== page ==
Get Your Exercise on Course

How golf in I.F. might be the perfect fit for your fitness goals

Published online: Feb 22, 2022 Articles, East Idaho Health Steve Smede
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Golf is not a sport.

That was the conventional wisdom pounded into my head as a kid. Because I played it, I never really believed it. Still, this was the 1980's, when the pre-Tiger athletes of the PGA Tour included physiques that would be more comfortable shooting billiards than marching fairways.

Even now, golf pales in comparison to the athletic requirements of other stick-and-ball sports, but it is a far cry from sedentary, especially if you opt to pack your sticks instead of riding a cart.

Putting aside the sport-or-not argument, a better question is whether golf even counts as exercise.

According to a study from the American Stroke Association, playing golf regularly, at least once a month, is associated with a lower risk of death. So there’s that, at least.

Specifically, walking a golf course is a great aerobic activity and adds to the benefits received from a long (albeit low-intensity) workout. The kicker, researchers say, is that people are engaged in the game and do not equate the walking–let alone the torque and stretch of smacking a golf ball–with exercise at all.

Just on paper, it’s easy to see the benefits. 

Consider our own trio of public city golf courses here in Idaho Falls. Depending on which tee set you play from, you’re looking at anywhere from 4,100 to 6,800 yards (2.3 to 3.9 miles) of minimum walking distance. Sure, that’s interspersed with several dozen pit stops, but each interruption includes its own form of exercise, namely winding up and smacking the ball. And while Sage Lakes and Sand Creek are mostly flat terrain, Pinecrest offers a fair amount of slope to make your “good walk spoiled” a little more challenging. Take a hike up at the hill-acious Idaho Falls Country Club, and now you’re into a serious 4-hour cardiovascular workout.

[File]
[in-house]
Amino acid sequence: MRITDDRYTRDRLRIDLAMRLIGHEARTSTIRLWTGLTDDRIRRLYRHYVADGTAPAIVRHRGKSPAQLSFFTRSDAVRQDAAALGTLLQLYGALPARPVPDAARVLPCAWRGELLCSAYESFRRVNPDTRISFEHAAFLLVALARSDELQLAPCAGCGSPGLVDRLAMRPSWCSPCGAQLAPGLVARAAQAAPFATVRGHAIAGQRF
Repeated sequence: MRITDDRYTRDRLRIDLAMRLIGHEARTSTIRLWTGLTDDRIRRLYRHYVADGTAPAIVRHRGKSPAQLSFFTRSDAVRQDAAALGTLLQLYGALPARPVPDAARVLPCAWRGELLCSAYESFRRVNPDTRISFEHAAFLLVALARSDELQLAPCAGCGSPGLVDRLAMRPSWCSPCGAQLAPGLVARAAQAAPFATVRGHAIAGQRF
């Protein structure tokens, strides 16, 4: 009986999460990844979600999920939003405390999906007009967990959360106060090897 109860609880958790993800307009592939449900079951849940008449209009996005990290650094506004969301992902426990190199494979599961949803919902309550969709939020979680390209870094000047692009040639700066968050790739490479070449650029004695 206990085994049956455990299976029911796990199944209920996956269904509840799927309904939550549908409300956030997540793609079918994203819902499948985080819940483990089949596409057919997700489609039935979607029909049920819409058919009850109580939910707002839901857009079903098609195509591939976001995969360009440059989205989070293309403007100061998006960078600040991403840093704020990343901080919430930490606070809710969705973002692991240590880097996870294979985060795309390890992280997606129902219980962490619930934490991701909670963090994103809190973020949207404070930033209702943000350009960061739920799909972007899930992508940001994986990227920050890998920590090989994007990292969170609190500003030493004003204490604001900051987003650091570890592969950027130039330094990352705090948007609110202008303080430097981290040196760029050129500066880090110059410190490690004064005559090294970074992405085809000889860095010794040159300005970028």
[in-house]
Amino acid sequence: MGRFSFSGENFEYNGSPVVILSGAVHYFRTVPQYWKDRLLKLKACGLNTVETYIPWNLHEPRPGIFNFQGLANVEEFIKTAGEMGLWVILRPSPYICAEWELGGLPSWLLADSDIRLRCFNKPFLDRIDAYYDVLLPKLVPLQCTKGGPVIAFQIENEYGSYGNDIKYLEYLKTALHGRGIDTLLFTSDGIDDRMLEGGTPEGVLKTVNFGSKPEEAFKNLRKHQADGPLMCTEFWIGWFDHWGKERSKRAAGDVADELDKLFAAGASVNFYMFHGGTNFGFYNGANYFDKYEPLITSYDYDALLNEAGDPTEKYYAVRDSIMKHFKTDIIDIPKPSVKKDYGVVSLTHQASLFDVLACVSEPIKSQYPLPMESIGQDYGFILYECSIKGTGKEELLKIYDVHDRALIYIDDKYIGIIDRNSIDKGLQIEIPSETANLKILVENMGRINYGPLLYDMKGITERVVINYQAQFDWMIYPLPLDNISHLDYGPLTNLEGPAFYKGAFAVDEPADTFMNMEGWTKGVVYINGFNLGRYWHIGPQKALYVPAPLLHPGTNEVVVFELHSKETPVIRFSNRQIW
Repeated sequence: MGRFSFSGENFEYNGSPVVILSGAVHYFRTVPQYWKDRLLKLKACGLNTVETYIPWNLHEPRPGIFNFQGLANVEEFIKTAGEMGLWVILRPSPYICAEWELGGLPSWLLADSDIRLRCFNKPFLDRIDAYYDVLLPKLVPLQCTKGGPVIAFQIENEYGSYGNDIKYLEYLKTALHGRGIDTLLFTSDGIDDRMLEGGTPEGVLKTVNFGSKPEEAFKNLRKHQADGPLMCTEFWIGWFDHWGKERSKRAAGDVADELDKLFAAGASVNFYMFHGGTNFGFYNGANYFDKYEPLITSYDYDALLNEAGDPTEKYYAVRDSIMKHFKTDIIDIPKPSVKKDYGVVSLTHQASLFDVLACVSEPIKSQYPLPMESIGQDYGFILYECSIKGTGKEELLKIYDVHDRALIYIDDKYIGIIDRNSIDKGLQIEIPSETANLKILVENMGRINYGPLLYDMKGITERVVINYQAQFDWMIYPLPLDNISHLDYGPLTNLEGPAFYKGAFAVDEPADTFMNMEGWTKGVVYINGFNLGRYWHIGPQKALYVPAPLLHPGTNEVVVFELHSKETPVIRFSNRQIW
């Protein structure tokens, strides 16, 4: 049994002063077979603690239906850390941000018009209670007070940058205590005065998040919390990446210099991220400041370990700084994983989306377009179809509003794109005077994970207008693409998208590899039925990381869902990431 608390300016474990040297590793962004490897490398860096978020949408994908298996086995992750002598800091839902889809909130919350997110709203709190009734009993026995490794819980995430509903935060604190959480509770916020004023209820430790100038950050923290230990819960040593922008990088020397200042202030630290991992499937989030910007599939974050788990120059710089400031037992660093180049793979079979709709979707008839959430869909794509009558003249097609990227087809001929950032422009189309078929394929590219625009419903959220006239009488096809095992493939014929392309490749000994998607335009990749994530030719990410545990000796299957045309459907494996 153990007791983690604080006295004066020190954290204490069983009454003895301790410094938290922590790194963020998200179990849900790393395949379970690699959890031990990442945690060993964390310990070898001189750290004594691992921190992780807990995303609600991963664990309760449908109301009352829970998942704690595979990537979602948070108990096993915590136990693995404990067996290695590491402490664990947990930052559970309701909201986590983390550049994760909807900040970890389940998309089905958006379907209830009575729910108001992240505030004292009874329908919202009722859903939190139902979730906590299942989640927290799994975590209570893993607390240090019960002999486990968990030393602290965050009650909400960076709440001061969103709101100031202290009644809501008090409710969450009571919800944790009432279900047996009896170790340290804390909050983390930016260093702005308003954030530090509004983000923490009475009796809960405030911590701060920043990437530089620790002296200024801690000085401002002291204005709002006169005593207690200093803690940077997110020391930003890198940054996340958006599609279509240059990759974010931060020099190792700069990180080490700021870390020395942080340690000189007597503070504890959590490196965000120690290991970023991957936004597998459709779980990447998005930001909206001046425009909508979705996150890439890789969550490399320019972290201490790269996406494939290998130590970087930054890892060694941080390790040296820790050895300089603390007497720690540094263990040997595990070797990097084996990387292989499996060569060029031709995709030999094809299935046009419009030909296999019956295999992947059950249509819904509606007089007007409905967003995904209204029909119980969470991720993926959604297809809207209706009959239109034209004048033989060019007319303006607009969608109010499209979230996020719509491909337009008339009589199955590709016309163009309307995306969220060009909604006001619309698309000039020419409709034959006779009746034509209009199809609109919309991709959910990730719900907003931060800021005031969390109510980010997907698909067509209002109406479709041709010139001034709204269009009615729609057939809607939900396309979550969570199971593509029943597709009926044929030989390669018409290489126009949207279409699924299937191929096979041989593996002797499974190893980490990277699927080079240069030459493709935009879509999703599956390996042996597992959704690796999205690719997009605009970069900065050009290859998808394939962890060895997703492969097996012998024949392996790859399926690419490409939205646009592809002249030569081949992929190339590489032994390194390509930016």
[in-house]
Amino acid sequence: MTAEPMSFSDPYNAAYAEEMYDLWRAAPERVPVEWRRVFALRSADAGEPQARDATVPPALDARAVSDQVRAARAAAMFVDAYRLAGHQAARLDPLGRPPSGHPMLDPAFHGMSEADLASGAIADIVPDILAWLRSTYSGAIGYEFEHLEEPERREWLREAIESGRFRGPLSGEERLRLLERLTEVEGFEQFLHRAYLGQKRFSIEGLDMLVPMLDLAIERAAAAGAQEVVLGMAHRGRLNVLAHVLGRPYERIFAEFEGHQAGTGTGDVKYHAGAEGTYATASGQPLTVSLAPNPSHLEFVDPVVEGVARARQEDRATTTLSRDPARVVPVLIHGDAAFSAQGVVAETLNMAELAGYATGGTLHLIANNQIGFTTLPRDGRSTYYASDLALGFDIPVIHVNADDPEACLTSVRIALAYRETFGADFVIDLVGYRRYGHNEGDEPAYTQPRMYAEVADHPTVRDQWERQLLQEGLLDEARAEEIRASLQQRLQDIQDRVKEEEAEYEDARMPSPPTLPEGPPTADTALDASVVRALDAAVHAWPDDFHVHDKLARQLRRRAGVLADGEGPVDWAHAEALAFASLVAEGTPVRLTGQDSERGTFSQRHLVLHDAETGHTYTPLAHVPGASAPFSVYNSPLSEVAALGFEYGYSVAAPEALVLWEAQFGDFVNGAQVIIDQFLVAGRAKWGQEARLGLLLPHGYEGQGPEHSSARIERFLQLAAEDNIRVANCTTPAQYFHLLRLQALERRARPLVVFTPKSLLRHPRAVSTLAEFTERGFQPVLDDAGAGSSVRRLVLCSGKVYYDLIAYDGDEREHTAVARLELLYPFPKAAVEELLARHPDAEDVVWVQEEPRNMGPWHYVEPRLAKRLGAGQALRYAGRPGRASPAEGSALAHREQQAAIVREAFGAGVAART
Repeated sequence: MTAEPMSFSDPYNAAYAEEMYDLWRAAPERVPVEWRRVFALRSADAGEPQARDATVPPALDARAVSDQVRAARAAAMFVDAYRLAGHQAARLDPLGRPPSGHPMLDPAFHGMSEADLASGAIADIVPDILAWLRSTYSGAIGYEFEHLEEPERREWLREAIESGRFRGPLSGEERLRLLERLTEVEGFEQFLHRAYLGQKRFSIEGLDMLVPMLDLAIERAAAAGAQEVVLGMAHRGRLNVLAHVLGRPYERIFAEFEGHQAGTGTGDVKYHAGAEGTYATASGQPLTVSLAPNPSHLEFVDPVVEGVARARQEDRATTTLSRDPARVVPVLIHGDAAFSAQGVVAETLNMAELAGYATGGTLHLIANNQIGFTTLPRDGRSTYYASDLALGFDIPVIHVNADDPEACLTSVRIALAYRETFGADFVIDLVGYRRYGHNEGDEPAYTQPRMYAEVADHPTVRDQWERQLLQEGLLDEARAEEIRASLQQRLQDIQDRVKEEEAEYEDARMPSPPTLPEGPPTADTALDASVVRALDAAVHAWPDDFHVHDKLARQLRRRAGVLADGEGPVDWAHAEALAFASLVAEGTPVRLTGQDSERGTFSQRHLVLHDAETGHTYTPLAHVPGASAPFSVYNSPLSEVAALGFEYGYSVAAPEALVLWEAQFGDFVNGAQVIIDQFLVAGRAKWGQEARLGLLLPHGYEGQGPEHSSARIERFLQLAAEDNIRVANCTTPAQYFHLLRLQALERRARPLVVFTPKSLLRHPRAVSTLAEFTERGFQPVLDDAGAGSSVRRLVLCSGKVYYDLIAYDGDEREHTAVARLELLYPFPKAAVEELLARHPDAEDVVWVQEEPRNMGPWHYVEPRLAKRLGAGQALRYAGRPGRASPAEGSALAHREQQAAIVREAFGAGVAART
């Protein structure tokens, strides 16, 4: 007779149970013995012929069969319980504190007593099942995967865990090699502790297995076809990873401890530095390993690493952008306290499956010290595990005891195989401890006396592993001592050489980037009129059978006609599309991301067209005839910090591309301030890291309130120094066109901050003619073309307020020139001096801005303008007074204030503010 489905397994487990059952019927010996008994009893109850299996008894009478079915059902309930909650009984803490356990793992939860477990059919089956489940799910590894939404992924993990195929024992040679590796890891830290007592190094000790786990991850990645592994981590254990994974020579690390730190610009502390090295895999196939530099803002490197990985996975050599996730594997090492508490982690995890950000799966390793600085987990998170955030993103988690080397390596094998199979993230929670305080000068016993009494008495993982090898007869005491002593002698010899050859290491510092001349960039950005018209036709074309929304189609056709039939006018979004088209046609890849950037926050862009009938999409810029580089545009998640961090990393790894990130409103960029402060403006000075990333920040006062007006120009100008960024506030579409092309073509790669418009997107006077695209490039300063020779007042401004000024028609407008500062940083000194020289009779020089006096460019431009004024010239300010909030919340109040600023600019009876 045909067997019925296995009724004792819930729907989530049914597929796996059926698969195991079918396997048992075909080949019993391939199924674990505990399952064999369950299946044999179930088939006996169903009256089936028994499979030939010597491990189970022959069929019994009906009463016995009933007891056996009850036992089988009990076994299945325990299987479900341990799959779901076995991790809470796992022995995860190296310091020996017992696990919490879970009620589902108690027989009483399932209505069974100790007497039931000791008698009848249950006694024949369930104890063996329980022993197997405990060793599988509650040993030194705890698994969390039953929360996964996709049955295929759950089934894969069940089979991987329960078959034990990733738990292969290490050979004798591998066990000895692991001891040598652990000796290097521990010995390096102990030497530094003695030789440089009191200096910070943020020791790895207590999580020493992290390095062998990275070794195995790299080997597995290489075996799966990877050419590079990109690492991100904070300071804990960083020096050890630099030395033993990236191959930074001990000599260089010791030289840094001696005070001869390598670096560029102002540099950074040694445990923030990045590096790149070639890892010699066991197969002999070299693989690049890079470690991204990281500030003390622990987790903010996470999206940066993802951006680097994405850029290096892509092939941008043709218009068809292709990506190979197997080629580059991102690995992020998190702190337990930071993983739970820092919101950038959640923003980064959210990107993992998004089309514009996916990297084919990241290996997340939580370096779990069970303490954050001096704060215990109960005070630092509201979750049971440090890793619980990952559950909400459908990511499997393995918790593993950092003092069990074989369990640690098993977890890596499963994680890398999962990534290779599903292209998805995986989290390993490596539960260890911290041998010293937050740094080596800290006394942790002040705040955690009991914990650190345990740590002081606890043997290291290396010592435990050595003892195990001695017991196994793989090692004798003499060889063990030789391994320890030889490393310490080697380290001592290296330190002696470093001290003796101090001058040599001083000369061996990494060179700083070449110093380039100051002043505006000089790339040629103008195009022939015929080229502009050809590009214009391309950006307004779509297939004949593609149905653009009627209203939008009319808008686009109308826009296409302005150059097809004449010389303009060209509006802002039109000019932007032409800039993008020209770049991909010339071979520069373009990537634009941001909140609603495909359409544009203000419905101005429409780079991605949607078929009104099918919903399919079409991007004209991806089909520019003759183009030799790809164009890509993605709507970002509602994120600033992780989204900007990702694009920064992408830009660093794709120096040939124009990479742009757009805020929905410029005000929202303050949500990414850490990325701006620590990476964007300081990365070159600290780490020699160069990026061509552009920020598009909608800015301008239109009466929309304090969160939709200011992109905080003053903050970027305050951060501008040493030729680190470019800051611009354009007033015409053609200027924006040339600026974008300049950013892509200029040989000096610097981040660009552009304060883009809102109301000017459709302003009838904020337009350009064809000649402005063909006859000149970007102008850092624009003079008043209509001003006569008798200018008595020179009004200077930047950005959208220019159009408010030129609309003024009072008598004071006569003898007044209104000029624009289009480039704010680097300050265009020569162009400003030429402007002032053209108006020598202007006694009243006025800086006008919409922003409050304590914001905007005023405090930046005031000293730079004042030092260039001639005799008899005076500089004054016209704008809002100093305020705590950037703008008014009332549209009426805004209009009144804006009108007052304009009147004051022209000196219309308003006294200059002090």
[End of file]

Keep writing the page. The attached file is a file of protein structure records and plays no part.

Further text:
According to a recent report from Healthline.com, golf can be even more beneficial than other types of exercise, and a nice break from more mundane activities like walking or biking. 

“There is consistent data about the benefit of moderate intensity regular exercise. Certain physical activities may be too strenuous on cardiovascular systems and joints, and people have problems in regularly participating, such as weight training,” said Dr. Adnan Qureshi, lead author of the ASA study. “Certain activities like walking and cycling may be too monotonous to generate interest as regular activities.” 

In other words, you should try to work some game into your exercise, but without giving yourself a coronary.

“While walking and low intensity jogging may be comparable exercise, they lack the competitive excitement of golf,” Qureshi said. “Regular exercise, exposure to a less polluted environment, and social interactions provided by golf are all positive for health.”

It might sound like an off-putting, unconventional billboard for Idaho Falls Parks and Recreation, but I think an effective message could be summed like this: “Hey you! Are you kinda lazy, long in the tooth and easily bored by pointless walks and traffic-dodging bike rides? Head over to one of our three championship golf courses and get fit with some purpose.”

Golf is not the cheapest fitness-friendly activity in eastern Idaho, but compared to other regions, the options in Idaho Falls are insanely affordable. An annual city golf pass, for example, gets you unlimited play at our three championship-level golf courses for $890. Compare that to $1,890 for a pass at Boise Ranch. (That’s right, more than double, and it’s just for one mediocre course.) 

If you’re new to the game, no worries. Sand Creek, Pinecrest and Sage Lakes are all staffed with certified PGA professionals who can get you started with lessons and equipment. Both Sand Creek and Sage Lakes have full driving ranges, and Sand Creek even has a short course (the city’s golf equivalent to the bunny hill at Kelly Canyon). Clubs are also available for rent at all three courses. 

For more information, visit golfif.com.

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